Cablevision Revives Round-Based Discount

Resurrecting an innovative pay-per-view marketing tactic from years past, Cablevision Systems Corp. will offer a discount to subscribers ordering the June 17 Oscar De La Hoya-"Sugar" Shane Mosley based on the number of rounds the fight goes.

Subscribers purchasing the $49.95 De La Hoya-Mosley fight will receive a $20 discount if the fight ends within three rounds, Cablevision vice president of PPV and enhanced-video products Sherry Brennan said.

The deal is similar to a price guarantee the MSO created for the two Mike Tyson-Evander Holyfield fights in the mid-1990s. At that time, the price was $9.95 per round.

Cablevision had mixed results with the Tyson-Holyfield fights, which retailed nationally at $49.95 each. It profited in 1996 from the first fight, which Holyfield won in 11 rounds. The MSO didn't fare as well in 1997, when the match lasted three rounds.

While the two deals differ slightly, both were designed to drive fight buys and to provide a value-added incentive for Cablevision subscribers. "We try to do innovative pricing for events when we can," Brennan said. "It's a splashy fight, so we wanted to do something special."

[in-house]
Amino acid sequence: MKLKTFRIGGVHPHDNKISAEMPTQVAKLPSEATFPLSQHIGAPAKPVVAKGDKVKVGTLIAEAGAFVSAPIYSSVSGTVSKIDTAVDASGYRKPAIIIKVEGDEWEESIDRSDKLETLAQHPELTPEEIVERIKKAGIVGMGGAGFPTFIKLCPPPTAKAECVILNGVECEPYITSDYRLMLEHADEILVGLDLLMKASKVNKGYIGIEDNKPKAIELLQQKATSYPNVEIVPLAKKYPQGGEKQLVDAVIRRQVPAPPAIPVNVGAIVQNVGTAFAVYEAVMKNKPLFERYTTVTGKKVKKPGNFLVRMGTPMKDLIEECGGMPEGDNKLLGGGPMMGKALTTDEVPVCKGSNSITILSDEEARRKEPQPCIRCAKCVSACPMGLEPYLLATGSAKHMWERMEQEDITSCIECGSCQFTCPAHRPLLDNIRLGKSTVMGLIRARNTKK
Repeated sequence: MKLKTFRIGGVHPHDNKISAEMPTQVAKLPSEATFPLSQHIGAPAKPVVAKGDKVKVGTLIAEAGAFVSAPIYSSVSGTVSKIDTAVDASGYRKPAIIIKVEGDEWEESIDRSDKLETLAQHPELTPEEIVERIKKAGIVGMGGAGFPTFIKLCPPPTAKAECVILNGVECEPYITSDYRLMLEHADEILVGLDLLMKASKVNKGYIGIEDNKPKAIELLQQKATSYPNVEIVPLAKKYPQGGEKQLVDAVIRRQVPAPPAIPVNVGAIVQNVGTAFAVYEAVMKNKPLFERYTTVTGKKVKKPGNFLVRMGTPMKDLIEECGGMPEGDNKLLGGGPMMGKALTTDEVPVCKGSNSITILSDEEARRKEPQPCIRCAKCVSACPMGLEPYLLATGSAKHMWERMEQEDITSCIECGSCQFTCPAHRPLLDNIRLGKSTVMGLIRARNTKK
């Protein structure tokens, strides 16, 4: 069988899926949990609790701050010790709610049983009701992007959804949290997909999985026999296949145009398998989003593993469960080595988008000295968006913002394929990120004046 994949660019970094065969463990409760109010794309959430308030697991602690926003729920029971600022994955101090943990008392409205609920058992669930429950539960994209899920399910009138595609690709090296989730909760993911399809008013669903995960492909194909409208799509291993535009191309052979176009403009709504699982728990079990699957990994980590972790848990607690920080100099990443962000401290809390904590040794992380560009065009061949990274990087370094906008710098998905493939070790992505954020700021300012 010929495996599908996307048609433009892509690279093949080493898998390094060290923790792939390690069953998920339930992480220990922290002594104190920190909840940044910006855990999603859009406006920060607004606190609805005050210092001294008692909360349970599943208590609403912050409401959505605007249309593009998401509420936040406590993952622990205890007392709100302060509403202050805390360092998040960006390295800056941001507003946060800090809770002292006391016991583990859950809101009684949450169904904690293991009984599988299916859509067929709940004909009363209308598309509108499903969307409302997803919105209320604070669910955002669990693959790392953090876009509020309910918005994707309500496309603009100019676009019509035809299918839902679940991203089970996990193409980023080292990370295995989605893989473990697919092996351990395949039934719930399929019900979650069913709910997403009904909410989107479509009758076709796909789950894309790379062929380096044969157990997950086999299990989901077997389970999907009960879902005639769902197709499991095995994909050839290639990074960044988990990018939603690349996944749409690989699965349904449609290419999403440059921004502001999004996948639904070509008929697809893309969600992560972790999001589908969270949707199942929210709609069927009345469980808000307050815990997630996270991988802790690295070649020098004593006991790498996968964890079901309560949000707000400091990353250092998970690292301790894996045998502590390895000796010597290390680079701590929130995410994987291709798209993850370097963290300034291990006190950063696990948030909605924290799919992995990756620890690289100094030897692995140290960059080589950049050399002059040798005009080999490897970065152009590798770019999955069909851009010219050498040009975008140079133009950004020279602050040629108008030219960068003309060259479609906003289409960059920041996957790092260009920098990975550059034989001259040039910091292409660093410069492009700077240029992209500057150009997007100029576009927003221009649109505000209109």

Brennan wouldn't reveal how many buys the MSO needed to generate to be financially successful if the fight didn't last three rounds, but she said fight distributor TVKO offered no special deals. Even if Cablevision loses money, the promotion still has subscriber-relations value, she added.

The MSO will market the promotion through cross-channel spots, and will run a 30-minute preview show on Cablevision's Metro network the night of the fight, Brennan said.

She would not rule out the possibility of using the tactic for future fights. "We're always looking for ways to offer our customers value," she added.

R. Thomas Umstead

R. Thomas Umstead serves as senior content producer, programming for Multichannel News, Broadcasting + Cable and Next TV. During his more than 30-year career as a print and online journalist, Umstead has written articles on a variety of subjects ranging from TV technology, marketing and sports production to content distribution and development. He has provided expert commentary on television issues and trends for such TV, print, radio and streaming outlets as Fox News, CNBC, the Today show, USA Today, The New York Times and National Public Radio. Umstead has also filmed, produced and edited more than 100 original video interviews, profiles and news reports featuring key cable television executives as well as entertainers and celebrity personalities.